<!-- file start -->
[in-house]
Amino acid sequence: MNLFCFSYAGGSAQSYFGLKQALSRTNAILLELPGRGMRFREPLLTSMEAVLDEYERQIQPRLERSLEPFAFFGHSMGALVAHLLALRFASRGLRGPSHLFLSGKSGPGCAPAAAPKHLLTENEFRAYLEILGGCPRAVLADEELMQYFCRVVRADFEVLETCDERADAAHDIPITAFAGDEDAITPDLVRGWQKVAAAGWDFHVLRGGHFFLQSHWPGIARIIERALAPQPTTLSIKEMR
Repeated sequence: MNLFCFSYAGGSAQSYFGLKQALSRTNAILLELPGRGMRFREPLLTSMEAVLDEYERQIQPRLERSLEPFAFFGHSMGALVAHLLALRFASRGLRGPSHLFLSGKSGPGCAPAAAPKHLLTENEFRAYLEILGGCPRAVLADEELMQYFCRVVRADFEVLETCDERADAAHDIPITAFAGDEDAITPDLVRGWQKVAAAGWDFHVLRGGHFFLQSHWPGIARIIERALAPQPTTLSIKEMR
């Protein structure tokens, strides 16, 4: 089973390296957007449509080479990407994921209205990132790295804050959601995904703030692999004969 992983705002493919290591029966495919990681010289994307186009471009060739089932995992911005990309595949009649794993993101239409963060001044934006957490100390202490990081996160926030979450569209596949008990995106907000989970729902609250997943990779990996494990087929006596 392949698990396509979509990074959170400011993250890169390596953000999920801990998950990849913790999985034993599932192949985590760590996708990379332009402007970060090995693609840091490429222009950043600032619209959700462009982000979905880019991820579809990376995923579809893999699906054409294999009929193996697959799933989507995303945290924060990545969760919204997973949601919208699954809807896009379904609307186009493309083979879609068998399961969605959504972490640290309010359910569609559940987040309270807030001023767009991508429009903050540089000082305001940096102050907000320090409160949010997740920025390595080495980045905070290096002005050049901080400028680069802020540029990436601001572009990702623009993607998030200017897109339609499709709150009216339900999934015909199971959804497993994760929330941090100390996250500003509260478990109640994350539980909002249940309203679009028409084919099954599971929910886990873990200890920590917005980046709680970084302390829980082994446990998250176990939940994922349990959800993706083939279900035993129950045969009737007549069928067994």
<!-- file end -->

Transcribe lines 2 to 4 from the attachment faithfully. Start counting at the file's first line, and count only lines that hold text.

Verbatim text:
Amino acid sequence: MNLFCFSYAGGSAQSYFGLKQALSRTNAILLELPGRGMRFREPLLTSMEAVLDEYERQIQPRLERSLEPFAFFGHSMGALVAHLLALRFASRGLRGPSHLFLSGKSGPGCAPAAAPKHLLTENEFRAYLEILGGCPRAVLADEELMQYFCRVVRADFEVLETCDERADAAHDIPITAFAGDEDAITPDLVRGWQKVAAAGWDFHVLRGGHFFLQSHWPGIARIIERALAPQPTTLSIKEMR
Repeated sequence: MNLFCFSYAGGSAQSYFGLKQALSRTNAILLELPGRGMRFREPLLTSMEAVLDEYERQIQPRLERSLEPFAFFGHSMGALVAHLLALRFASRGLRGPSHLFLSGKSGPGCAPAAAPKHLLTENEFRAYLEILGGCPRAVLADEELMQYFCRVVRADFEVLETCDERADAAHDIPITAFAGDEDAITPDLVRGWQKVAAAGWDFHVLRGGHFFLQSHWPGIARIIERALAPQPTTLSIKEMR
């Protein structure tokens, strides 16, 4: 089973390296957007449509080479990407994921209205990132790295804050959601995904703030692999004969 992983705002493919290591029966495919990681010289994307186009471009060739089932995992911005990309595949009649794993993101239409963060001044934006957490100390202490990081996160926030979450569209596949008990995106907000989970729902609250997943990779990996494990087929006596 392949698990396509979509990074959170400011993250890169390596953000999920801990998950990849913790999985034993599932192949985590760590996708990379332009402007970060090995693609840091490429222009950043600032619209959700462009982000979905880019991820579809990376995923579809893999699906054409294999009929193996697959799933989507995303945290924060990545969760919204997973949601919208699954809807896009379904609307186009493309083979879609068998399961969605959504972490640290309010359910569609559940987040309270807030001023767009991508429009903050540089000082305001940096102050907000320090409160949010997740920025390595080495980045905070290096002005050049901080400028680069802020540029990436601001572009990702623009993607998030200017897109339609499709709150009216339900999934015909199971959804497993994760929330941090100390996250500003509260478990109640994350539980909002249940309203679009028409084919099954599971929910886990873990200890920590917005980046709680970084302390829980082994446990998250176990939940994922349990959800993706083939279900035993129950045969009737007549069928067994």